By Woody Paige
John Legend – the former Denver Broncos Hall of Famer, not the singer-songwriter – once famously said of the Broncos’ quarterback circumstances: “”We don’t have a Plan B. We’re going with Plan A.’’
After the euphoria of the Super Bowl, in the off-season, John Elway was forced to contemplate Plans B-Q in regard to the QB once Peyton Manning retired to the roast-beef circuit and Brock Osweiler signed a $72 million contract with Houston.
But the Broncos’ Executive Vice President of Everything Football was all Smile High last weekend.
He and the Broncos settled on Plan S, and that wasn’t Sanchez, but, rather Siemian.
Mark Sanchez was released Saturday. Nobody here cares. Good-bye, Marky Mark. We hardly knew ye. Hello, Dallas Cowboys.
Trevor Siemian officially is the Broncos’ 45 all-time starting quarterback and the first “”S’’ quarterback since Mickey Slaughter started 18 games at the position from 1963-65. The E-Train, Elway, was the longest-tenured starter – for 231 regular-season starts over 16 seasons from 1983-1988. He had an “”S’’ on his chest.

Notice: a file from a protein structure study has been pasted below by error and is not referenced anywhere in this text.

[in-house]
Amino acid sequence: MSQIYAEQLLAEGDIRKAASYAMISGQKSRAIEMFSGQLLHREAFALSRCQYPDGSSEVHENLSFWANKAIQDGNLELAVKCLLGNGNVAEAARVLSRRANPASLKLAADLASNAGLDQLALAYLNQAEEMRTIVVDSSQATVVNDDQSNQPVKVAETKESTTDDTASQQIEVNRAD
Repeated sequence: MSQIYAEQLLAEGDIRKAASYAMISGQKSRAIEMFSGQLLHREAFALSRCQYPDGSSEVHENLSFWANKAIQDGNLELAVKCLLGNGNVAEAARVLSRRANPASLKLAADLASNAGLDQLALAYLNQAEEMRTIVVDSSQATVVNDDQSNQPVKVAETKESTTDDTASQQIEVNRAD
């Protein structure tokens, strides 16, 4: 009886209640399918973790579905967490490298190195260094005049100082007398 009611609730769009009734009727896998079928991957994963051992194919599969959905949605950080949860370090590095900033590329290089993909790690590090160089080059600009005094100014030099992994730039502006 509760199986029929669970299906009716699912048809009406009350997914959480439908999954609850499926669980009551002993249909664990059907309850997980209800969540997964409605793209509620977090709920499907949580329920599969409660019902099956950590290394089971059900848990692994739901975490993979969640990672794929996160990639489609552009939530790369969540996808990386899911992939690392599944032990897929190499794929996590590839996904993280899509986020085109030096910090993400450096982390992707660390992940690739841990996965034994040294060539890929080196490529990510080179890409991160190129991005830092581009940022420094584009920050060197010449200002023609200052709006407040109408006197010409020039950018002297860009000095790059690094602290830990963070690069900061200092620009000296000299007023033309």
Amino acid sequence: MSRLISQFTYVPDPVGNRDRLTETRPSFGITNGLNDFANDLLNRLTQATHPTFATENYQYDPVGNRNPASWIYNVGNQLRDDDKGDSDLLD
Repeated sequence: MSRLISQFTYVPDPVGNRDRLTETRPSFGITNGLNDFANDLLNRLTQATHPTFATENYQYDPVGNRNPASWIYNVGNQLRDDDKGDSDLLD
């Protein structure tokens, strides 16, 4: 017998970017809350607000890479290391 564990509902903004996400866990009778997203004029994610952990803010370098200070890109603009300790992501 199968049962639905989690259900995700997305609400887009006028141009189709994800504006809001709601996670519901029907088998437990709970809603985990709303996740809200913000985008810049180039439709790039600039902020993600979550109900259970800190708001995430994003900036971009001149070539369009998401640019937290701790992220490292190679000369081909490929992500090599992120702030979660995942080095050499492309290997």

At the other end of the Broncos’ spectrum were old-timer George Shaw, Jarious Jackson, Chris Sims, Mark Hermann, John Hufnagel and Bill Musgrave, All were one-start wonders.
It is assumed that Siemian will start more often.
His coach, Gary Kubiak, started five games in his nine-year career as Elway’s backup.
Who was second in starts? No, not Manning with 57. Craig Morton started 64 games for the Broncos from 1977-1982.
And, for those keeping score at home, Timmy Tebow, the baseball player, started 14 games for the Broncos.
Sanchez goes on the long list of quarterbacks who were invited to the Broncos training camp, but didn’t make the regular-season roster. The most renowned name Steve Spurrier. Brady Quinn never started a game for the Broncos.
How did Siemian, the 250th choice in the 2015 draft, make it to the top with the Broncos?
By the process of elimination.
When Osweiler decided on March 10 to stick it to the Broncos, Elway initiated the process with the Broncos trading the next day for Sanchez. Elway said: “”This is just the beginning.’’ It actually turned out to be the beginning of the end for Sanchez, who spent six months losing the job.